The US economy is accelerating again after a speed bump over the coronavirus late last year, but what is missing is a large increase in the number of hires and people returning to work.
First the good news.
Consumer spending soared in January, and incomes rose even faster thanks to government stimulus controls of $ 600 and more generous unemployment benefits. Sales of new homes also shot up again and are nearing a 14-year high. And manufacturers increased production and investment for the ninth straight month.
But so far, the economic recovery has not translated into faster hires – no thanks to a record spike in coronavirus cases during the winter.
The economy lost jobs in December and barely regained in January, leaving more than 10 million people working before the pandemic unable to make a living.
Almost as badly, about 1 million new claims for unemployment benefits are submitted to the state and federal programs every week.
"I think the economy is getting better," said Regions Financial chief economist Richard Moody, "but the job market is still the biggest gap."
See: A visual look at how an unfair pandemic has changed work and life
However, things seem to be looking up.
The number of hires will almost certainly increase again as coronavirus vaccines roll out, the weather warms, more government funding floods the economy and companies in the service sector are allowed to reopen more fully.
Many companies will have to fill many jobs to meet the expected rise in pent-up demand, especially service-oriented businesses such as restaurants, hotels, airlines and entertainment venues most affected by the pandemic.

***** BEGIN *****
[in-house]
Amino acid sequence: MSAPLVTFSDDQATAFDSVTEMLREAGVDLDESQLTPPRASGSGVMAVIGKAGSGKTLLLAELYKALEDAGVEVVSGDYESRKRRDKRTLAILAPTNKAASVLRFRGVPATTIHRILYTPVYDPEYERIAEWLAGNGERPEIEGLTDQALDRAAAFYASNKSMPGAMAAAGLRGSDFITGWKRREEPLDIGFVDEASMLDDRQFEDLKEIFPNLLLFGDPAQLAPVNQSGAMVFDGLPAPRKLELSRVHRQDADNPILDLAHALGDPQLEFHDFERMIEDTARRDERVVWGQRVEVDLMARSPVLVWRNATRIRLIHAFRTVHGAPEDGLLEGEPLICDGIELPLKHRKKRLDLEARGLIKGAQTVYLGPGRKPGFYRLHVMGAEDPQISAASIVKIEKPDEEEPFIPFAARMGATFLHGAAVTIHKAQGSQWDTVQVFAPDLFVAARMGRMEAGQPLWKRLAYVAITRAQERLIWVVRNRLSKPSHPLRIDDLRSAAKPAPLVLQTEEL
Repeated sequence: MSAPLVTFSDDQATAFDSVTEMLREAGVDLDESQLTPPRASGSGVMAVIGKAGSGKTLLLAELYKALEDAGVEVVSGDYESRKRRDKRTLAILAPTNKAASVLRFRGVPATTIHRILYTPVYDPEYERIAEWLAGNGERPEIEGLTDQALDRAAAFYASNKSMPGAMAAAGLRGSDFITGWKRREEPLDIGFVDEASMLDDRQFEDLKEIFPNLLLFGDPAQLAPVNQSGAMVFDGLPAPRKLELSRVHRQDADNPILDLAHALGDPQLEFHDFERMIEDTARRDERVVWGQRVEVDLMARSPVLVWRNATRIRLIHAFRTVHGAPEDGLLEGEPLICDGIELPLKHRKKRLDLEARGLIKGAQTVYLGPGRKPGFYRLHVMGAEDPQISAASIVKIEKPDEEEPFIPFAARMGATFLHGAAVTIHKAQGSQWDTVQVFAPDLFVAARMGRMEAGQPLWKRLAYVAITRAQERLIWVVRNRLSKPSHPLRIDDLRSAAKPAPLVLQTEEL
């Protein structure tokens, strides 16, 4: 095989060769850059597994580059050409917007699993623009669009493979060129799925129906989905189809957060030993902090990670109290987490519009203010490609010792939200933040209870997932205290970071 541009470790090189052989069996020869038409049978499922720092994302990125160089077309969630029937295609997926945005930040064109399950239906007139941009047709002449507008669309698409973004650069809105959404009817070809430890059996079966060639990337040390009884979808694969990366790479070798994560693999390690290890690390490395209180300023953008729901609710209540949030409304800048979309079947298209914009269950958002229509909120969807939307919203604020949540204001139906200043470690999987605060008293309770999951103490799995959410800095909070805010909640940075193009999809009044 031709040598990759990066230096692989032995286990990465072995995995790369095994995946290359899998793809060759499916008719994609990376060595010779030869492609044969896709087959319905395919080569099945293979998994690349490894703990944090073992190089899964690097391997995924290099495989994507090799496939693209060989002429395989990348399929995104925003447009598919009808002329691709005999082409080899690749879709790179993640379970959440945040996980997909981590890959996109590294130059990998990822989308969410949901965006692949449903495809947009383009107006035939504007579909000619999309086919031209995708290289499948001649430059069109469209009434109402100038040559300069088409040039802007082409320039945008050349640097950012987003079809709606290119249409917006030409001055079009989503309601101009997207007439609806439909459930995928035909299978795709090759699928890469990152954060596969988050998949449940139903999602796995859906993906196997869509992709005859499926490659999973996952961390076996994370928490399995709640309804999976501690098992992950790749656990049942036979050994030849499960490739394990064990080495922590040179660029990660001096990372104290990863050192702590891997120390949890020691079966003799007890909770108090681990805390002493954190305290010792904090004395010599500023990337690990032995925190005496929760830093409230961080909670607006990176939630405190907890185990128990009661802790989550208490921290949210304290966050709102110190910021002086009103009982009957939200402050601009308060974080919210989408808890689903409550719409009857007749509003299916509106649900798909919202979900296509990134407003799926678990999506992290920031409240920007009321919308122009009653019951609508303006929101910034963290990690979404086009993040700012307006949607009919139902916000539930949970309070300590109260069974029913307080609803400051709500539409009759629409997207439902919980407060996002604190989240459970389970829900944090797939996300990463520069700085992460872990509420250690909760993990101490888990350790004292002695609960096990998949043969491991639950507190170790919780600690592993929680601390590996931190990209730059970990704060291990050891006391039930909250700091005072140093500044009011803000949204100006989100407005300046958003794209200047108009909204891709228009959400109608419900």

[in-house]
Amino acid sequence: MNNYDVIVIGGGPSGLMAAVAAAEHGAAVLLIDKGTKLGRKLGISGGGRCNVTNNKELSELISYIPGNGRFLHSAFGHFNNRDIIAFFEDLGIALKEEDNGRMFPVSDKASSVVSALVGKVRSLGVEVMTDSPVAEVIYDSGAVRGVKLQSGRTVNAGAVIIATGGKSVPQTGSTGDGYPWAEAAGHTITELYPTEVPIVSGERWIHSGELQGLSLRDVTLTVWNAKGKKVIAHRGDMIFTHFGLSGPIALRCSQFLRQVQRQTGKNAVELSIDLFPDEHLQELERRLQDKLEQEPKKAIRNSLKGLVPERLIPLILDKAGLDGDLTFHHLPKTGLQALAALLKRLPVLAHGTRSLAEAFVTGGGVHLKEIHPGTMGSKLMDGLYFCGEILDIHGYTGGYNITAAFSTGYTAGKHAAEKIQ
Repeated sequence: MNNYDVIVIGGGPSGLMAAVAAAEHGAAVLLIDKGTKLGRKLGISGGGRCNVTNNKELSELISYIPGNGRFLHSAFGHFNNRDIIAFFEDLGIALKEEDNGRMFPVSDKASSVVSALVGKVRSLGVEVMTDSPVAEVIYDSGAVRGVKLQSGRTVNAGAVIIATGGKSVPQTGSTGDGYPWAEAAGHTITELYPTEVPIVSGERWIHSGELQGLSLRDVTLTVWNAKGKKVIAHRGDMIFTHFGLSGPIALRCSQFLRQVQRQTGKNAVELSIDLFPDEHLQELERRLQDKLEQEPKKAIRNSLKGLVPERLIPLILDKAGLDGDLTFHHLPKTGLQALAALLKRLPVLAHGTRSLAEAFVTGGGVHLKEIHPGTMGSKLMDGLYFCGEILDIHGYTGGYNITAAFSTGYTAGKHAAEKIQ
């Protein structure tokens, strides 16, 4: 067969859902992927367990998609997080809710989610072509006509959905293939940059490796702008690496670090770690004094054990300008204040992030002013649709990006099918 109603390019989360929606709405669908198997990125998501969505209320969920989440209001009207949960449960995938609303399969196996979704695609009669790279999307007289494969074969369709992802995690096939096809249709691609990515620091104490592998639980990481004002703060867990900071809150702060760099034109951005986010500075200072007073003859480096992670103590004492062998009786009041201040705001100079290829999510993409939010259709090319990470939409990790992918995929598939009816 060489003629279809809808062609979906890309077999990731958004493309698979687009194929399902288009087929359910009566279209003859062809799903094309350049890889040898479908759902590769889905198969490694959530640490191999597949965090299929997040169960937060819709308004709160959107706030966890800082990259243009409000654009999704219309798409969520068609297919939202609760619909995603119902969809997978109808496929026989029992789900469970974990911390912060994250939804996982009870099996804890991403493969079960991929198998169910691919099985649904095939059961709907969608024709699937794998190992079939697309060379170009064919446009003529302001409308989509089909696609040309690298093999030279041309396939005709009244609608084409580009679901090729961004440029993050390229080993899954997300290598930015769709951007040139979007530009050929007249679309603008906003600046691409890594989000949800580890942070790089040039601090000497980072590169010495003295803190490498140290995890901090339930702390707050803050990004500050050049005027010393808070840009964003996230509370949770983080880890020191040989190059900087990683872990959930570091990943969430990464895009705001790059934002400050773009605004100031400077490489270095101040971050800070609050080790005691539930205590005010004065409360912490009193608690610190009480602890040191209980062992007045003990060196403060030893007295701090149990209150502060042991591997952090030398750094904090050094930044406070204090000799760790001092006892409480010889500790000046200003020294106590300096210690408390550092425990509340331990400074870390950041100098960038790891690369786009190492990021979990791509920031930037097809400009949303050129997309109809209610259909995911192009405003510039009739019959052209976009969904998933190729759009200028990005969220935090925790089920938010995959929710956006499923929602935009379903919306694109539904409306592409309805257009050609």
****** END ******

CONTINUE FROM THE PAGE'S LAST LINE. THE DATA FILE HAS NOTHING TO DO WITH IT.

Many economists think the recruitment recruitment started in February. Wall Street
predicts an increase of 150,000 new jobs in the U.S. Labor Department's employment report next Friday, although estimates vary widely.
See: MarketWatch Economic Calendar
Winter storms and the Texas power outages may act as a brake, but those events occurred later in the month after the government largely completed its February employment report survey.
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The official unemployment rate, meanwhile, is hard to take seriously. The current rate of 6.3% is generally believed to underestimate actual unemployment by as much as four percentage points.
The pandemic has made it more difficult for the government to collect accurate data, a problem that has not disappeared. The Federal Reserve's own unofficial estimate, on the other hand, brings the unemployment rate closer to 10%.
The most important figures to keep an eye on are the number of unemployed people and the size of the labor force.
In January, the Bureau of Labor Statistics said 10.1 million people were unemployed, but that figure has barely changed in the past three months.
The size of the workforce has shrunk by 4.2 million to around 160 million since the start of the pandemic. That's 4.2 million people who have basically lost all hope of getting a job and aren't even looking.
The number of unemployed must start to decline rapidly and the size of the labor force must increase significantly before the economy can really heal.
The Biden administration hopes to speed up the process with a pending stimulus plan that could go up to $ 2 trillion, including an additional $ 1,400 for most families.
"One cannot deny the powerful impact that trillions of dollars in federal spending has on consumers' willingness and ability to spend," said Bank of the West chief economist Scott Anderson.